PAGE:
On eHam there was a discussion in the Portable Operating Forum regarding “Who Owns an Activation”, which I thought was a rather odd topic. However, if I had to answer that question I would say that IMHO the answer is the activator. They determine when and where it will occur and they are the ones calling CQ and they manage the pileup. It is up to them to make the choices of equipment, location and they call the shots. I understand that for some hams everything is a competition, even POTA, but there are a lot of us that just like to get outdoors for an hour or two and make a few contacts, often as a side to some other outing that might include a hike or a picnic. As a result efficiency is not always the highest priority in our goals for a portable setup. More often than not, there is a trade-off between efficiency and convenience. Often convenience/portability wins out. If I felt that I needed to spend hours setting up a hex beam and a 100 watt transceiver for every activation, to be fair to hunters, then I simply wouldn’t bother. The reality is whether or not I run 5 watts into a compromise antenna or 100 watts into a beam, there will still be stations that want to work me that won’t be able to hear me.


      Michael VE3WMB

  4. Home recovering from big surgery. I love the walk and talk sessions. Today may have been the best one yet. So nice to hear a friendly voice who has the best intentions for all of us. God bless and thank you.

  5. Another great video. Its like sitting in an outdoor lecture theatre enjoying suprb advice in a wonderful environment. Glad your here!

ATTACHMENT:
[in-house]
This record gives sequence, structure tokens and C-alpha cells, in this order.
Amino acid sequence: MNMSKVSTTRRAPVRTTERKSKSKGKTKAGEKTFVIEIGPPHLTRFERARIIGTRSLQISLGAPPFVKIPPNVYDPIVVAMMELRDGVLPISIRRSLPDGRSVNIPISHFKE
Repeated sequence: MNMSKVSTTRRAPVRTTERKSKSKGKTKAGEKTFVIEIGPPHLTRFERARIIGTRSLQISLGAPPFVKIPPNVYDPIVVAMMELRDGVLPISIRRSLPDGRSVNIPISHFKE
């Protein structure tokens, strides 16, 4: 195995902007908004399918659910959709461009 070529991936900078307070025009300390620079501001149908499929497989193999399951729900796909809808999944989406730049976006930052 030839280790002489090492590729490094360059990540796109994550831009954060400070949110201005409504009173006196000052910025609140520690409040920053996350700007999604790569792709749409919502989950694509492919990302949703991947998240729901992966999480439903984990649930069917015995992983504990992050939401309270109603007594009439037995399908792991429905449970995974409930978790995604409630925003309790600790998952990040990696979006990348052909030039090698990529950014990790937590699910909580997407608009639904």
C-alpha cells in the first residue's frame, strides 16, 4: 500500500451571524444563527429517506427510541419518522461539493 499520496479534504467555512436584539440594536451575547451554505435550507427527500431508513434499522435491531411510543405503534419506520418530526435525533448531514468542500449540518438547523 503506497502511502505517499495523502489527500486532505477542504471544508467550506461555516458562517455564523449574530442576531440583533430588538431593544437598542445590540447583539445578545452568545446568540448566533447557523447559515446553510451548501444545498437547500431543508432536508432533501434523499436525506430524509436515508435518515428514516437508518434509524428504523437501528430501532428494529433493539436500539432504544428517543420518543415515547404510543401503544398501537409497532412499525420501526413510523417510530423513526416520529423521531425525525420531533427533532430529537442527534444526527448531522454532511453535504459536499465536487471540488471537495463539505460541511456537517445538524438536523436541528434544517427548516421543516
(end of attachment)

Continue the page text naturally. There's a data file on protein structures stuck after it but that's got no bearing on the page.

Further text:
6. Good morning,
    I just found your website when looking for popular portable field radios. While QRP related to 10 W or less, a slightly larger radio up to 20 W has its merits. The military Manpacks like the PRC 104 is liked/loved by many hams and can operate with reduced power. A combination of more features but battery operated radio allows both the successful use at home and portable.
    As for choices I oscillate between the ICOM 703 with build in ATU and the 705 which has an external tuner. The AH705 is a bit large but has a much wider tuning range then all competitors..
    If you look at my QRZ website you see my favorite all purpose Manpacks, some hams in NJ found a few on flee market.
    Together with the latest Diamonds mobile antennas I got great results.
    73 de N1UL

  7. Tom. A perfect mix of defining the differences between permanent/efficient and temporary/less efficient ops. My winter POTA activations are done with inefficient practices. I operate inside the vehicle QRP and roof / mag mount Hamstick(s). That’s deep into the less efficient category but still rather effective working the west coast and a sprinkle of European stations from Long Island. 72 Tom de KE2YK @ ke2yk.com